VIOLENT scuffles have broken out between police and Lebanese protesters who mobbed Prime Minister John Howard’s car as he left the WA Liberal Party conference in Perth.
Mr Howard was leaving the WA Liberal Party state conference when about 200 protesters, many of whom were waving Lebanese flags and shouting “we want peace”, mobbed his vehicle.
Protesters punched, kicked and threw projectiles at Mr Howard’s car as police struggled to keep them at bay.
Mr Howard’s entourage sped from the scene as police wrestled protesters to the ground.
The Prime Minister said this week he understood Israel’s decision to carry out its devastating military offensive against Lebanon to put an end to attacks by Hizbollah guerrillas who have fired rockets deep into Israeli territory.
At least one protester was arrested and taken away by police.
Protesters later continued their rally along one of Perth’s main streets calling for peace in the middle east.
Protest leader Muhammad El Khatib said he has family in Lebanon and the Australian government is not doing enough to broker peace in the region.
“There are mothers watching their children die,” Mr El Khatib said.
“There should be aid, they say there is aid getting through to Lebanon, there isn’t,” he said.
“There are people hiding from bombs, we just want peace.”
“Hizbollah is protecting Lebanon, they are freedom fighters, not terrorists,” he said.
People in cars with Lebanese and Palestinian flags attached circled the protesters and police, honking their horns in support.
Earlier a separate peaceful anti-war rally in the city attracted bout 500 people.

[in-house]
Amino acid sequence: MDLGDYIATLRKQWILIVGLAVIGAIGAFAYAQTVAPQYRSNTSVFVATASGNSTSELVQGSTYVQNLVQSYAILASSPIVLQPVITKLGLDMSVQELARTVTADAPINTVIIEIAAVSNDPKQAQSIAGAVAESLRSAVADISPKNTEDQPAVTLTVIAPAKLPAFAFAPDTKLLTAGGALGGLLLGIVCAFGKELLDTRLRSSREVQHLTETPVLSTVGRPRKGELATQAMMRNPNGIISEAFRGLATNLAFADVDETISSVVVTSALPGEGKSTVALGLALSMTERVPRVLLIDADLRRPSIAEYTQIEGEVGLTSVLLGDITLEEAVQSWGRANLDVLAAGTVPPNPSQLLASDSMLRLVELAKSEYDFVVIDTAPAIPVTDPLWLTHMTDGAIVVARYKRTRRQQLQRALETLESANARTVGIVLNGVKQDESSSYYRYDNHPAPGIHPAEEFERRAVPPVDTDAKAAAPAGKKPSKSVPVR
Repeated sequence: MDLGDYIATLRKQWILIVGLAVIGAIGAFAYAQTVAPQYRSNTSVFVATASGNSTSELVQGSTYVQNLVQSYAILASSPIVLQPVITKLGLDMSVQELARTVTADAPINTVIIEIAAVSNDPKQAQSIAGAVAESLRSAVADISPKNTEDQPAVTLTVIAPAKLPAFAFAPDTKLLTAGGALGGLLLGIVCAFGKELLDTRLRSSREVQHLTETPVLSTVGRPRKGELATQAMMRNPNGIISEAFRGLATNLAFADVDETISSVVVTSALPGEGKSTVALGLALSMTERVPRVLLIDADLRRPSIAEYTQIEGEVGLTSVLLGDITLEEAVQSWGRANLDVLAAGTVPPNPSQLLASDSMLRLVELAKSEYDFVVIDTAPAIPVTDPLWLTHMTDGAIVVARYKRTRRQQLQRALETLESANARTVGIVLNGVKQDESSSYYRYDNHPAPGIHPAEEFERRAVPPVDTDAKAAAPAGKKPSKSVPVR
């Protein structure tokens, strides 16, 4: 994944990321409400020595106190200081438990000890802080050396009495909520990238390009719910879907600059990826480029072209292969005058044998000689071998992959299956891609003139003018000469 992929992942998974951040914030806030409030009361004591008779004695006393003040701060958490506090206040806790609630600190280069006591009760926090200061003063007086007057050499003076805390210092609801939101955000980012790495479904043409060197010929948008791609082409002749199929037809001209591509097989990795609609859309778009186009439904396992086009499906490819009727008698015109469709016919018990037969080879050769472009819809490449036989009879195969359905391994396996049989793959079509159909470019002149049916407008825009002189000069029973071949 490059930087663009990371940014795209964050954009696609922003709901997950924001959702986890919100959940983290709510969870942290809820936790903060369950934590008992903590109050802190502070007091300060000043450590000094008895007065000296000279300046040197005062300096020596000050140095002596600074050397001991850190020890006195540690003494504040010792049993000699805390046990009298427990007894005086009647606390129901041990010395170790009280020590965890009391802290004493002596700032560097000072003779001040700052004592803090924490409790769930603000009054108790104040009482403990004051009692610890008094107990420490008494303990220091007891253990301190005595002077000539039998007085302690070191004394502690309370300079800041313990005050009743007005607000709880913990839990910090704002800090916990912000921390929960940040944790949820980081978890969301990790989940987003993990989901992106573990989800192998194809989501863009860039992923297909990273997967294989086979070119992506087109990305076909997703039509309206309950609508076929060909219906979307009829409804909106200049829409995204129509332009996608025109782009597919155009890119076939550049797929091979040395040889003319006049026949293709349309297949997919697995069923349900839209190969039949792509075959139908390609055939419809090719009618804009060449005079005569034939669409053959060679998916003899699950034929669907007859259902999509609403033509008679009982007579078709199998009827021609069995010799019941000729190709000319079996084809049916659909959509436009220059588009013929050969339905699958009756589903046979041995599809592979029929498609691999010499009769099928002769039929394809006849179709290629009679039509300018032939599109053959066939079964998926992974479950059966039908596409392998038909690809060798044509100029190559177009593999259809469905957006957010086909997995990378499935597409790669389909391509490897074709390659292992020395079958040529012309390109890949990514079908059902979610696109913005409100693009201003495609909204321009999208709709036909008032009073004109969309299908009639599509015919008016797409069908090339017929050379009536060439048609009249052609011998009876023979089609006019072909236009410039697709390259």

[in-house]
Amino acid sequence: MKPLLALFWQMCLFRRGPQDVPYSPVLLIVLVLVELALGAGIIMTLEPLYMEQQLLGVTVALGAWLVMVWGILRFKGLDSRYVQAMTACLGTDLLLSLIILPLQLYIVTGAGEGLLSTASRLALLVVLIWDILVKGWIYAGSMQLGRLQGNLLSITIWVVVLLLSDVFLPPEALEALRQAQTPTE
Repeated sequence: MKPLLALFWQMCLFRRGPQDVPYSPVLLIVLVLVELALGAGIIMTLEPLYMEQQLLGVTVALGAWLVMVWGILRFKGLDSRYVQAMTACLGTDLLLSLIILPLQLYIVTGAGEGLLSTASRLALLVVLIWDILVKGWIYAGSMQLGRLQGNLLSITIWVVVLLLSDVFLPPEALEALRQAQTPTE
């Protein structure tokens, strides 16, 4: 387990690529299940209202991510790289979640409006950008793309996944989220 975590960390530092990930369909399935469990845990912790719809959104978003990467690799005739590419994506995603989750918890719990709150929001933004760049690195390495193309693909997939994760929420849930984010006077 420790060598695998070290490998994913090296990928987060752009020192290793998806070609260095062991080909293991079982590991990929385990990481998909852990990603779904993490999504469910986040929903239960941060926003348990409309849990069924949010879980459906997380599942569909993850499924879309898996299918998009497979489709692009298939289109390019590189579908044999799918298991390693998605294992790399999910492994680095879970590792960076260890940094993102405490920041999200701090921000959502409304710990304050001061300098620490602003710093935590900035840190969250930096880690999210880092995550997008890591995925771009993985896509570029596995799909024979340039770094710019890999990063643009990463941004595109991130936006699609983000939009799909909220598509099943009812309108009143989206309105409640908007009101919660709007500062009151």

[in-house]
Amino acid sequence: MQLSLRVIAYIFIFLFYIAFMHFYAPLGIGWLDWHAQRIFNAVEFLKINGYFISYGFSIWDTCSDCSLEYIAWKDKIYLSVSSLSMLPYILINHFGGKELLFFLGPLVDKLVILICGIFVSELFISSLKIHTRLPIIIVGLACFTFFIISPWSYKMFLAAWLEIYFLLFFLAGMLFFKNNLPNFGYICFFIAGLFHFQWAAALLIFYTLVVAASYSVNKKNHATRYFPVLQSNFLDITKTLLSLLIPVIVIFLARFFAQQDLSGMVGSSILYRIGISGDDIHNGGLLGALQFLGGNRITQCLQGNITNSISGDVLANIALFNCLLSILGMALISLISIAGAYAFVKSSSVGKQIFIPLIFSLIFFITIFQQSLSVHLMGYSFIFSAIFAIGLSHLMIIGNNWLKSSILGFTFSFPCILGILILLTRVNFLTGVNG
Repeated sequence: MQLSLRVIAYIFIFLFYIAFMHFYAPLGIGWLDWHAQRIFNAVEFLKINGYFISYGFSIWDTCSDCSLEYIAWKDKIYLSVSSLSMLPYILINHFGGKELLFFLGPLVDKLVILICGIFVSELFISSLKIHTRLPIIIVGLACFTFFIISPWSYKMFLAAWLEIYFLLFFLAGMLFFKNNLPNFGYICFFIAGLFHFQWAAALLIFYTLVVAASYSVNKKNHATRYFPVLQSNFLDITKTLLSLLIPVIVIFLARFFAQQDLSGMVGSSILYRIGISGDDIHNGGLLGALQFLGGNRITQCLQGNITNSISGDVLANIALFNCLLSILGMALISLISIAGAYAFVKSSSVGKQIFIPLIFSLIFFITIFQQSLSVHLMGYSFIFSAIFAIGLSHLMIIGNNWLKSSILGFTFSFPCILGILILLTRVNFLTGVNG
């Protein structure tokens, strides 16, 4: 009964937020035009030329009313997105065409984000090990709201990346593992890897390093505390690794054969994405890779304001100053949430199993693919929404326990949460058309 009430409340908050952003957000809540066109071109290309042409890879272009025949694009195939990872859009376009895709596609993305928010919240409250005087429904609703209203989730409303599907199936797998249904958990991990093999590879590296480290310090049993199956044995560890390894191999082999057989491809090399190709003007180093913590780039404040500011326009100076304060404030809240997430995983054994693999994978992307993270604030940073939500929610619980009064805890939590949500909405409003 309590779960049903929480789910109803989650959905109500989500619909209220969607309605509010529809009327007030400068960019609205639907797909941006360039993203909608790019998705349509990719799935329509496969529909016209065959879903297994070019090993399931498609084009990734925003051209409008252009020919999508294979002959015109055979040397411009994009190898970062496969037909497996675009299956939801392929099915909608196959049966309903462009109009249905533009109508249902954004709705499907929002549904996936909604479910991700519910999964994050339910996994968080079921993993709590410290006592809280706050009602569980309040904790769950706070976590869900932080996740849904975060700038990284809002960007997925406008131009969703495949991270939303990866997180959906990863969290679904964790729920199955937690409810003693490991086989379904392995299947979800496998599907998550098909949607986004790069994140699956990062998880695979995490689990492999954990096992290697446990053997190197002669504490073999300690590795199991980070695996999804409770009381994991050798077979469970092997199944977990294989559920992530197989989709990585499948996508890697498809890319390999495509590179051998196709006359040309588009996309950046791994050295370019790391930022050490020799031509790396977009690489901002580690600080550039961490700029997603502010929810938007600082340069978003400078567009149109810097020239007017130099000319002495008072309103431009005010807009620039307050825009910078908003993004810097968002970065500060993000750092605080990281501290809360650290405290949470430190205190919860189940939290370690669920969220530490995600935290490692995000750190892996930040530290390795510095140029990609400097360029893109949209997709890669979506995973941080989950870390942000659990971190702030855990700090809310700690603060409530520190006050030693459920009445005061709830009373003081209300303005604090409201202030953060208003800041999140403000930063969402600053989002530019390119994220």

When 24-year-old Diana Aoun fled the Israeli occupation of Lebanon in the 80s, she hoped her immediate family had finally escaped the violence.
They had. But at a 500-strong rally in Perth to condemn Israel’s recent action, Ms Aoun also told of how she left her extended family in southern Lebanon.
Now, some of their friends are dead – killed by Israeli bombs.
Apart from her parents, brother and an uncle here in Perth, the rest of Ms Aoun’s family are refugees, fighting for their lives.
“I had family living in small villages in southern Lebanon,” Ms Aoun said at the protest, outside Wesley Church in Hay St.
“They’ve both been bombed. We know of people who have been killed, bombed in their own buildings.
“Our own family has had to leave their villages and have become refugees in their own country.
“Children are being burned with phospherous bombs – hundreds of children burned, elderly being killed.
While the rally was peaceful, Ms Aoun and other Lebanese-Australian protestors were clearly distressed.
“Other Australians, I urge you to seek the truth,” Ms Aoun said.
“I urge you to see with your eyes, open your heart, see the inhumanity that is happening.
“Why doesn’t the international community stand up against this murder? How can John Howard stand up and justify this?”
Just Peace organiser Chris Latham said there were concerns about Israel’s escalation of the conflict.
“If this spirals out of control and other states join the conflict, that is a real danger,” he said.